In the trial court's judgment awarding compensatory and punitive damages to the Pangles, it found that the drainage issues caused by the apartment construction resulted in damage to the Pangles' property only at certain times, dependent on the rainfall. The trial court concluded that the statute of limitations began to run from the happening of each injury complained of and that there may be as many successive recoveries as there are successive injuries. The trial court found that the Pangles proved that the water drainage from Valley Estates' property was a nuisance from which they had been damaged, and the trial court based its compensatory award on the aggregate repair costs incurred by the Pangles over the three years preceding the filing of their lawsuit. The trial court also awarded the Pangles $10,000 in punitive damages against Valley Estates.

Page 238

In this appeal, Valley Estates argues that the trial court erred in finding that the negligently constructed apartment complex constituted a temporary nuisance, as opposed to a permanent nuisance. The question of whether a nuisance is permanent or temporary is a question of law. See McAllister v. St. Louis, I.M. & S. Ry. Co., 107 Ark. 65, 154 S.W. 186 (1913). The appellate court gives no deference to conclusions of law, which are reviewed de novo. Aceva Techs., LLC v. Tyson Foods, Inc., 2013 Ark.App. 495, 429 S.W.3d 355. The statute of limitations for a nuisance claim is three years, see Jones v. Sewer Improvement District No. 3 of City of Rogers, 119 Ark. 166, 177 S.W. 888');"> 177 S.W. 888 (1915), and Valley Estates argues that because a permanent nuisance was created when the apartment complex was completed in 2007, the three-year limitations period expired prior to the filing of the Pangles' complaint.

The pivotal issue in this case is whether the nuisance created by Valley Estates was permanent, in which case the limitations period expired, or temporary, in which case the Pangles have a right to successive actions for each injury and are not barred from recovery by the statute of limitations. We hold, as a matter of law, that the nuisance complained of is permanent and therefore that the Pangles' action was barred by the statute of limitations.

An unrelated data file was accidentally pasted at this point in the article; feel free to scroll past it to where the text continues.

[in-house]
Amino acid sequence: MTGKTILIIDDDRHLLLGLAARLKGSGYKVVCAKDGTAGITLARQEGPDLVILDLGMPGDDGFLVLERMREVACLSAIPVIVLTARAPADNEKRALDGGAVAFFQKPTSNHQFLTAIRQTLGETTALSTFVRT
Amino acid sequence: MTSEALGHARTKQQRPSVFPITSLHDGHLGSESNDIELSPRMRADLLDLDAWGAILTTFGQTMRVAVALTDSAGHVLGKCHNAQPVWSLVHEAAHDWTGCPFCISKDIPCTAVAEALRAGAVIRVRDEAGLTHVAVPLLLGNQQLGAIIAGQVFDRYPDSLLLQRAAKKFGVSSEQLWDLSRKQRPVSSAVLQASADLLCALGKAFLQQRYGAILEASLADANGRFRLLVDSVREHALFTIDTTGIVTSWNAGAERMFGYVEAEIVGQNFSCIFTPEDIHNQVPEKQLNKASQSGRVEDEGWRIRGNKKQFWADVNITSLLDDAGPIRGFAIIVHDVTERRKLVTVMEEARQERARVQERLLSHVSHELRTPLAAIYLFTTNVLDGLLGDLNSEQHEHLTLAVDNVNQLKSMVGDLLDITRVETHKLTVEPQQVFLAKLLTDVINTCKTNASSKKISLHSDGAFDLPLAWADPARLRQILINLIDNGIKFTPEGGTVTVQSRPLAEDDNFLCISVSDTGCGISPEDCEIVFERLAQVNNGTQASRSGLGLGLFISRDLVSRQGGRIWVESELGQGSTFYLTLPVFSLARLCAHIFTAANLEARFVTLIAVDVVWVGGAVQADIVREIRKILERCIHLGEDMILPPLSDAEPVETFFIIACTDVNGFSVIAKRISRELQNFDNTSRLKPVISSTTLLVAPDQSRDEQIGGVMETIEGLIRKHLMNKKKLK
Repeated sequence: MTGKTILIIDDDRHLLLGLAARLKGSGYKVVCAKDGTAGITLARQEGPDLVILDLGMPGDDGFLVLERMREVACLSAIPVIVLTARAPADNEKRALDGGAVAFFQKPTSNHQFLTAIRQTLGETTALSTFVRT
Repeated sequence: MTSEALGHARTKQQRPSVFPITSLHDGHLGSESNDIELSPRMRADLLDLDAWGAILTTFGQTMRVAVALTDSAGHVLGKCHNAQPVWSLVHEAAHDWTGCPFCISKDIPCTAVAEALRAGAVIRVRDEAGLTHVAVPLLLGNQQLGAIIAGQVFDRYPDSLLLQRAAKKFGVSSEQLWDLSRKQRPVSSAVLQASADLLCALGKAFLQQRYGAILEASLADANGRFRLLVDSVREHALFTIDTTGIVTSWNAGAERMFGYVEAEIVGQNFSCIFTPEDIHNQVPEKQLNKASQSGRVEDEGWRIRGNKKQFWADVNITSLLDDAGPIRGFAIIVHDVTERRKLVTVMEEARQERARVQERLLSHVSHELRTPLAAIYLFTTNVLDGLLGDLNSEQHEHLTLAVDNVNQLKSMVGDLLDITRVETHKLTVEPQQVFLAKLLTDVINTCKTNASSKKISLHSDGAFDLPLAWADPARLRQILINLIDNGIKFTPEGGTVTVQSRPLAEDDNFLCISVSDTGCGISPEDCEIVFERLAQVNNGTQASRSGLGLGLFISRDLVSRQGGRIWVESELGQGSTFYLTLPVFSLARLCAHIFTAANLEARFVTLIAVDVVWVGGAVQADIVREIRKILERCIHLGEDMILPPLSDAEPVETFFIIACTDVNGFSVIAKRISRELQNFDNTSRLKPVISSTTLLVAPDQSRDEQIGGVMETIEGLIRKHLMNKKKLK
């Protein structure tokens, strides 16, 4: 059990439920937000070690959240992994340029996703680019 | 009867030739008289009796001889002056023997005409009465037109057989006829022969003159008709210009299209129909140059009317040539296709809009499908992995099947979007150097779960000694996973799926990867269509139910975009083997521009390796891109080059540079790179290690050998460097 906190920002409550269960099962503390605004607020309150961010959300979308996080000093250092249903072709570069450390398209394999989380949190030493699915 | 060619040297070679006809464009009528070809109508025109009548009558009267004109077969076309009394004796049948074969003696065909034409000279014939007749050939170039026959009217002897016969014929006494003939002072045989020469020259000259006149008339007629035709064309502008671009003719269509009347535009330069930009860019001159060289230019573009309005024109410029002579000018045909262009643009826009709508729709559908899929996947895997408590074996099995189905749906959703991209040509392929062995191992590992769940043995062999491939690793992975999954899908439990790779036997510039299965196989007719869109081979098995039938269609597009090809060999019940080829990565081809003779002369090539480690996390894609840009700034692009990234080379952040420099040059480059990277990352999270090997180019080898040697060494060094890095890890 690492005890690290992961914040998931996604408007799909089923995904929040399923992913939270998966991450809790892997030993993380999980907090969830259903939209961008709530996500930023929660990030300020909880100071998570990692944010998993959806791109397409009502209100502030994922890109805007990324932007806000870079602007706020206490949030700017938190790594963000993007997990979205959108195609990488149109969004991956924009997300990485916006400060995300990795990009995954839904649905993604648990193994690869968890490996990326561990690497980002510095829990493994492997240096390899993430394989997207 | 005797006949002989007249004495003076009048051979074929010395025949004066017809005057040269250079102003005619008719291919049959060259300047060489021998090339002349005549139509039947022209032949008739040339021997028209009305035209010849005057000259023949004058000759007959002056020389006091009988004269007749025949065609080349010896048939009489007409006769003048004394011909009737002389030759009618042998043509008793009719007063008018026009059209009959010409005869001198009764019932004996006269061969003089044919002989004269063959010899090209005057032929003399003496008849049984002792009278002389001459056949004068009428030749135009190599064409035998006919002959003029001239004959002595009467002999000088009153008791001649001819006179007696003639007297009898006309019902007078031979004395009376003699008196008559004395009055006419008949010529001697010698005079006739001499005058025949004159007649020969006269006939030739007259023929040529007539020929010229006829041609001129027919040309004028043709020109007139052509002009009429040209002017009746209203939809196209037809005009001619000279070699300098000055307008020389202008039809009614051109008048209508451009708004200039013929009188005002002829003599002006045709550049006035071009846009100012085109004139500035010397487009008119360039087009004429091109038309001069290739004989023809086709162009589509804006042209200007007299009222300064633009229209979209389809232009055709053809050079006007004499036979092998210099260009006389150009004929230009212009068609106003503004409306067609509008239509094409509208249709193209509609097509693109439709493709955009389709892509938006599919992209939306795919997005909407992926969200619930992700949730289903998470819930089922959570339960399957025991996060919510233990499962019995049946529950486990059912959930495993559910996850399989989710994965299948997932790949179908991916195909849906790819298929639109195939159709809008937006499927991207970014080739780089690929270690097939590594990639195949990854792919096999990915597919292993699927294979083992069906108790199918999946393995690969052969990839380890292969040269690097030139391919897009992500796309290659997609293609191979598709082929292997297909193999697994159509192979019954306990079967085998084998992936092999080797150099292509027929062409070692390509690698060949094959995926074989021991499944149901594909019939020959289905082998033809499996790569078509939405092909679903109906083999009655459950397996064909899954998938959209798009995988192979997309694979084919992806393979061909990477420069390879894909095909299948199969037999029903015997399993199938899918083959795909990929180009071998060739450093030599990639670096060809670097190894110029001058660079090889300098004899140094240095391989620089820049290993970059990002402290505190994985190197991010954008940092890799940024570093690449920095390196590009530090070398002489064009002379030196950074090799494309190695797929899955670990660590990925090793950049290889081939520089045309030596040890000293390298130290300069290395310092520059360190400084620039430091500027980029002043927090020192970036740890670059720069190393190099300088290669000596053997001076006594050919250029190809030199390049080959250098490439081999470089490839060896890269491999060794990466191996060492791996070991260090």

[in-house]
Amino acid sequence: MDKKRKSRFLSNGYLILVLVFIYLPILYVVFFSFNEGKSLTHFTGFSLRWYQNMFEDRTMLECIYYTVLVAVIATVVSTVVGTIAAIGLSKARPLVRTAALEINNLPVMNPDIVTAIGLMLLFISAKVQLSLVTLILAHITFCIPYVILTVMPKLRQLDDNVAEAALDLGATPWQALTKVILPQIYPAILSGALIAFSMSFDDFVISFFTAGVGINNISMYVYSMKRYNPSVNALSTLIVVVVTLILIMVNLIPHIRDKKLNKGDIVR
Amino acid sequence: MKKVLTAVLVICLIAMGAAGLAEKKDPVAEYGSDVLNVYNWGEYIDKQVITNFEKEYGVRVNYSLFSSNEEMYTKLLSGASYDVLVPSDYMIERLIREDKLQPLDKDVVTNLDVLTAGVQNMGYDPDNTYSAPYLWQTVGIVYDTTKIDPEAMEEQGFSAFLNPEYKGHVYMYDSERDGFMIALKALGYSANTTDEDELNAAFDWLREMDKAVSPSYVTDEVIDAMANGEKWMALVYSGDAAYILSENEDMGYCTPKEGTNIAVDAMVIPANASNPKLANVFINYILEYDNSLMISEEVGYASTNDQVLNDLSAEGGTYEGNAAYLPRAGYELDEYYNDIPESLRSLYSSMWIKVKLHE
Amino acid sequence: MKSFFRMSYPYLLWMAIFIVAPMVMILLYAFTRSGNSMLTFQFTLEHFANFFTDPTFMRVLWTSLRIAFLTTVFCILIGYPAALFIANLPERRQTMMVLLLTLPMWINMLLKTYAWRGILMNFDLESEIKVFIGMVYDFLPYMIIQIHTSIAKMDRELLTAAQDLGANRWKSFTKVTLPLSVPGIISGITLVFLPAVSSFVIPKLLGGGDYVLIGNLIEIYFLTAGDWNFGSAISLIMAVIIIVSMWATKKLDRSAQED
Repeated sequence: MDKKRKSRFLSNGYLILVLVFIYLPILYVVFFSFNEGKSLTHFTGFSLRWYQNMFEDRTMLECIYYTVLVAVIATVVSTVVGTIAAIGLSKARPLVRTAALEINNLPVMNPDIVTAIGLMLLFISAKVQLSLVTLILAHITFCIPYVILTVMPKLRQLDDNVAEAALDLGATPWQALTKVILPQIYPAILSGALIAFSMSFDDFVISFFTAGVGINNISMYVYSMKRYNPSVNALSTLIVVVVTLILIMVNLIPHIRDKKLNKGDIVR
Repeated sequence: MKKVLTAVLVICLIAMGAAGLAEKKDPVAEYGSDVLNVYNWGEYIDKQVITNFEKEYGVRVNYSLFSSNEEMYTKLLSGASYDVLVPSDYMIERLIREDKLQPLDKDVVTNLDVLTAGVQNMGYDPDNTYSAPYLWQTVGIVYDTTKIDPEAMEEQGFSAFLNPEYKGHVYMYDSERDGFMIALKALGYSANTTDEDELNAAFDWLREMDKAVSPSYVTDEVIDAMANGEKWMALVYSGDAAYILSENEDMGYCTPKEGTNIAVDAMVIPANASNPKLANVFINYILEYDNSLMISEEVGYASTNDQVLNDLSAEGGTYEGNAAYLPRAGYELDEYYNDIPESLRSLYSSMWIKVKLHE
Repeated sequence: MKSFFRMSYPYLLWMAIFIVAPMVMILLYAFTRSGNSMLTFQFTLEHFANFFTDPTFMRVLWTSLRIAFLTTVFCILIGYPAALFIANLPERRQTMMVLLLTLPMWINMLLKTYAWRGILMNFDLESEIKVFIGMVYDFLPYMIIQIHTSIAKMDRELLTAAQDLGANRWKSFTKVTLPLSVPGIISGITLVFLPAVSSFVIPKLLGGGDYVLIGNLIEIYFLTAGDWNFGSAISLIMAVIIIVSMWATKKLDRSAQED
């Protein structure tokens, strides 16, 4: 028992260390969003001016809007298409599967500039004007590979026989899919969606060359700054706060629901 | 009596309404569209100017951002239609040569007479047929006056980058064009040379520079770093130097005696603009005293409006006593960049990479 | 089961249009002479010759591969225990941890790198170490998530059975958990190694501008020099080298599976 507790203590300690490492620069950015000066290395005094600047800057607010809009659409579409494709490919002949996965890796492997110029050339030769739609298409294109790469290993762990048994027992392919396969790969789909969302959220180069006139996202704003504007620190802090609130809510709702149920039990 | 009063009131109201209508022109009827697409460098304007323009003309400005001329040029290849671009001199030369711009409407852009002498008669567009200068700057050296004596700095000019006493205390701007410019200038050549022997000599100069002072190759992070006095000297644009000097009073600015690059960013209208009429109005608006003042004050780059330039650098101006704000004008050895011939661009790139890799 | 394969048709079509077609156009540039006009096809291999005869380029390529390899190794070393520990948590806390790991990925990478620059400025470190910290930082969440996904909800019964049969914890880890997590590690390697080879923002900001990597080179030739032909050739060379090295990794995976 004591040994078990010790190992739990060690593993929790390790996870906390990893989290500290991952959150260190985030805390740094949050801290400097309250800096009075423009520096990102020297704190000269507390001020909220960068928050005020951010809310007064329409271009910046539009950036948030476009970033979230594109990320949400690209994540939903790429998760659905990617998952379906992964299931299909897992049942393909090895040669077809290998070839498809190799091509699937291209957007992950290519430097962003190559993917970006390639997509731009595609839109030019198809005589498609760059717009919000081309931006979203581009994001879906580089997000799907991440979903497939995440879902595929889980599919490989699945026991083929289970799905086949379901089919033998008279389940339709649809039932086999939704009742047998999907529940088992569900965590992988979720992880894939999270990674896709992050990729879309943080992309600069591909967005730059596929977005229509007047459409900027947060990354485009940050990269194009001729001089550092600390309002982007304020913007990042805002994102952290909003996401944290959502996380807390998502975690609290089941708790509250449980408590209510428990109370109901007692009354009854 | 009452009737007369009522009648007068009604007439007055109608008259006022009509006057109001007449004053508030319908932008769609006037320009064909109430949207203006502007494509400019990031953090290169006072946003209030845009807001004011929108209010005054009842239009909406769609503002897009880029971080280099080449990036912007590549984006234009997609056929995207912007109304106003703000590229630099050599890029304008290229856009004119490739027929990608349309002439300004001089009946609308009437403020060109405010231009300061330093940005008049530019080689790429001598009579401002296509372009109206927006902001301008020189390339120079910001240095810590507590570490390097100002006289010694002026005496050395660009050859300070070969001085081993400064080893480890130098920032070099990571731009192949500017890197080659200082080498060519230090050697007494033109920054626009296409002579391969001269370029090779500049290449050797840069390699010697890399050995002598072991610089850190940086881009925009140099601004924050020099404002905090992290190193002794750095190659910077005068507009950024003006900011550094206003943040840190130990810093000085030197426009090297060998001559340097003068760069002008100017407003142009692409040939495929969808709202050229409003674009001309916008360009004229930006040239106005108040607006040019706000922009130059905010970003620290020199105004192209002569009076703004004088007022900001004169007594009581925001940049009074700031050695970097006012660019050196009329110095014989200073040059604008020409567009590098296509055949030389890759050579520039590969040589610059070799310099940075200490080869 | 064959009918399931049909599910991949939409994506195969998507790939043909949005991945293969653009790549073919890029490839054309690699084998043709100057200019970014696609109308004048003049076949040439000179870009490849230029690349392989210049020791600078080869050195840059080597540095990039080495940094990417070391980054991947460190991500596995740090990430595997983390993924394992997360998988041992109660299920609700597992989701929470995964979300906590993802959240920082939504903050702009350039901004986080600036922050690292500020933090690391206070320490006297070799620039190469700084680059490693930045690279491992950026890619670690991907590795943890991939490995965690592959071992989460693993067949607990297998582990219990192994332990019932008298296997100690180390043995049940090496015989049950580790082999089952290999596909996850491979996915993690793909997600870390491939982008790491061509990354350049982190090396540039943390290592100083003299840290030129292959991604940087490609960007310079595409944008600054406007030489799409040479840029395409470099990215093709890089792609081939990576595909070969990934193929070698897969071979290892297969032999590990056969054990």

Under Arkansas law, the general policy for a nuisance claim is to avoid multiplicity of actions and, if practical, to afford compensation in one action for all injuries. Int'l Shoe Co. v. Gibbs, 183 Ark. 512, 36 S.W.2d 961 (1931) . When a nuisance is of a permanent character, and its construction and continuance are necessarily an injury, the damage is original and may be at once fully compensated, and the statute of limitations begins to run upon the construction of the nuisance. Turner v. Overton, 86 Ark. 406, 111 S.W. 270 (1908). Where the cause of injury is a permanent nuisance, as where permanent structures are erected infringing on the plaintiff's rights to his land, such as railroad embankments, culverts, bridges, and dams, a single action should be brought for the entire damages, both past and prospective, which will bar a subsequent action. Missouri P. R.R. Co. v. Neal, 212 Ark. 866, 208 S.W.2d 176 (1948). A permanent nuisance is one that will continue without change from any cause except human labor. See Kelly v. Kansas City S. Ry. Co., 92 Ark. 465, 123 S.W. 664 (1909). Where a nuisance causes a permanent injury to property, the measure of damages will be the depreciation in the value of the property; that is, the difference between its value before and after the injury. Czarnecki v. Bolen-Darnall Coal Co., 91 Ark. 58, 120 S.W. 376 (1909).

A temporary nuisance, on the other hand, has been defined as a temporary interference with the use and enjoyment of property. See Filisko v. Bridgeport Hydraulic Co., 176 Conn. 33, 404 A.2d 889 (Conn. 1978). Examples of a temporary nuisance include yelping dogs, misdirected golf balls, or offensive odors. Howard W. Brill, Arkansas Law of Damages § 28:4 (5th ed. 2004). Our supreme court has held that when a structure is permanent in its character, and its construction and continuance are not necessarily injurious, but may or may not be so, the injury to be compensated in a suit is only the damage that has happened, and there be as many successive recoveries as there are successive injuries; in such case the statute of limitations begins to run from the happening of the injury complained of. St. Louis, Iron Mountain & S. Ry. Co. v. Biggs, 52 Ark. 240, 12 S.W. 331 (1889). If an injury is not a permanent one but only temporary or removable, the measure of damages has